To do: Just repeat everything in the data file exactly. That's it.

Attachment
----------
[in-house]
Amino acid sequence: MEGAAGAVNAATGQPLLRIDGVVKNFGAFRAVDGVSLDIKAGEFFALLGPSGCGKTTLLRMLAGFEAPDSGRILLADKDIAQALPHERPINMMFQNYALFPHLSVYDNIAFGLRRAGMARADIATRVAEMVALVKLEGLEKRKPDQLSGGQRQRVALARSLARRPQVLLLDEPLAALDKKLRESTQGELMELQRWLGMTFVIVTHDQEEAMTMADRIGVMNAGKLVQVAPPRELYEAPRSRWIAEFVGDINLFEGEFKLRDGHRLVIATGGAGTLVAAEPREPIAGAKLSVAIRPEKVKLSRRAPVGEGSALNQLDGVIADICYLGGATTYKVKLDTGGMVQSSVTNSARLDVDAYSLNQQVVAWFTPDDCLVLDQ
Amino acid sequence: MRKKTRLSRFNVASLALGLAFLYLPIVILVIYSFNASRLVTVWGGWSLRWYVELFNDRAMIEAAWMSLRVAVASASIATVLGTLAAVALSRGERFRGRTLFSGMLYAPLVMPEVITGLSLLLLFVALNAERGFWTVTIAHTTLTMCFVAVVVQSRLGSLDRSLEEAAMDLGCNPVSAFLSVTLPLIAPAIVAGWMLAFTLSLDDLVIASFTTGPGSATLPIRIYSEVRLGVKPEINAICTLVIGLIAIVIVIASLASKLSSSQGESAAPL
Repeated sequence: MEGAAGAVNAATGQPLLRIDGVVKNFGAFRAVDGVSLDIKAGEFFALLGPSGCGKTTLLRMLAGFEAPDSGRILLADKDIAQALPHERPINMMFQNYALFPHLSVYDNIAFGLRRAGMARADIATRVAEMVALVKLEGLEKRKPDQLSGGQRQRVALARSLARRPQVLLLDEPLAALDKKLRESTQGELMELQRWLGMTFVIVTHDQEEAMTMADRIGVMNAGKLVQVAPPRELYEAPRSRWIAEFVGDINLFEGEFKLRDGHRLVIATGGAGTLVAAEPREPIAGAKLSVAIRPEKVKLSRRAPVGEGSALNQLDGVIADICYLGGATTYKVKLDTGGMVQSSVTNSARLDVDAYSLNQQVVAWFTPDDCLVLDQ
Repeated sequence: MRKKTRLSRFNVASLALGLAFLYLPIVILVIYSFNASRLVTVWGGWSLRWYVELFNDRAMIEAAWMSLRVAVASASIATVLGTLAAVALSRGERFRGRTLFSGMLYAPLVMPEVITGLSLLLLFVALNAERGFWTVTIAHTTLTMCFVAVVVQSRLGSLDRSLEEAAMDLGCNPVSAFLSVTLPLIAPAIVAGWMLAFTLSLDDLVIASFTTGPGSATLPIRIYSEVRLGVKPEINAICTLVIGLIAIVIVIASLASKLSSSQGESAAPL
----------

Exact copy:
[in-house]
Amino acid sequence: MEGAAGAVNAATGQPLLRIDGVVKNFGAFRAVDGVSLDIKAGEFFALLGPSGCGKTTLLRMLAGFEAPDSGRILLADKDIAQALPHERPINMMFQNYALFPHLSVYDNIAFGLRRAGMARADIATRVAEMVALVKLEGLEKRKPDQLSGGQRQRVALARSLARRPQVLLLDEPLAALDKKLRESTQGELMELQRWLGMTFVIVTHDQEEAMTMADRIGVMNAGKLVQVAPPRELYEAPRSRWIAEFVGDINLFEGEFKLRDGHRLVIATGGAGTLVAAEPREPIAGAKLSVAIRPEKVKLSRRAPVGEGSALNQLDGVIADICYLGGATTYKVKLDTGGMVQSSVTNSARLDVDAYSLNQQVVAWFTPDDCLVLDQ
Amino acid sequence: MRKKTRLSRFNVASLALGLAFLYLPIVILVIYSFNASRLVTVWGGWSLRWYVELFNDRAMIEAAWMSLRVAVASASIATVLGTLAAVALSRGERFRGRTLFSGMLYAPLVMPEVITGLSLLLLFVALNAERGFWTVTIAHTTLTMCFVAVVVQSRLGSLDRSLEEAAMDLGCNPVSAFLSVTLPLIAPAIVAGWMLAFTLSLDDLVIASFTTGPGSATLPIRIYSEVRLGVKPEINAICTLVIGLIAIVIVIASLASKLSSSQGESAAPL
Repeated sequence: MEGAAGAVNAATGQPLLRIDGVVKNFGAFRAVDGVSLDIKAGEFFALLGPSGCGKTTLLRMLAGFEAPDSGRILLADKDIAQALPHERPINMMFQNYALFPHLSVYDNIAFGLRRAGMARADIATRVAEMVALVKLEGLEKRKPDQLSGGQRQRVALARSLARRPQVLLLDEPLAALDKKLRESTQGELMELQRWLGMTFVIVTHDQEEAMTMADRIGVMNAGKLVQVAPPRELYEAPRSRWIAEFVGDINLFEGEFKLRDGHRLVIATGGAGTLVAAEPREPIAGAKLSVAIRPEKVKLSRRAPVGEGSALNQLDGVIADICYLGGATTYKVKLDTGGMVQSSVTNSARLDVDAYSLNQQVVAWFTPDDCLVLDQ
Repeated sequence: MRKKTRLSRFNVASLALGLAFLYLPIVILVIYSFNASRLVTVWGGWSLRWYVELFNDRAMIEAAWMSLRVAVASASIATVLGTLAAVALSRGERFRGRTLFSGMLYAPLVMPEVITGLSLLLLFVALNAERGFWTVTIAHTTLTMCFVAVVVQSRLGSLDRSLEEAAMDLGCNPVSAFLSVTLPLIAPAIVAGWMLAFTLSLDDLVIASFTTGPGSATLPIRIYSEVRLGVKPEINAICTLVIGLIAIVIVIASLASKLSSSQGESAAPL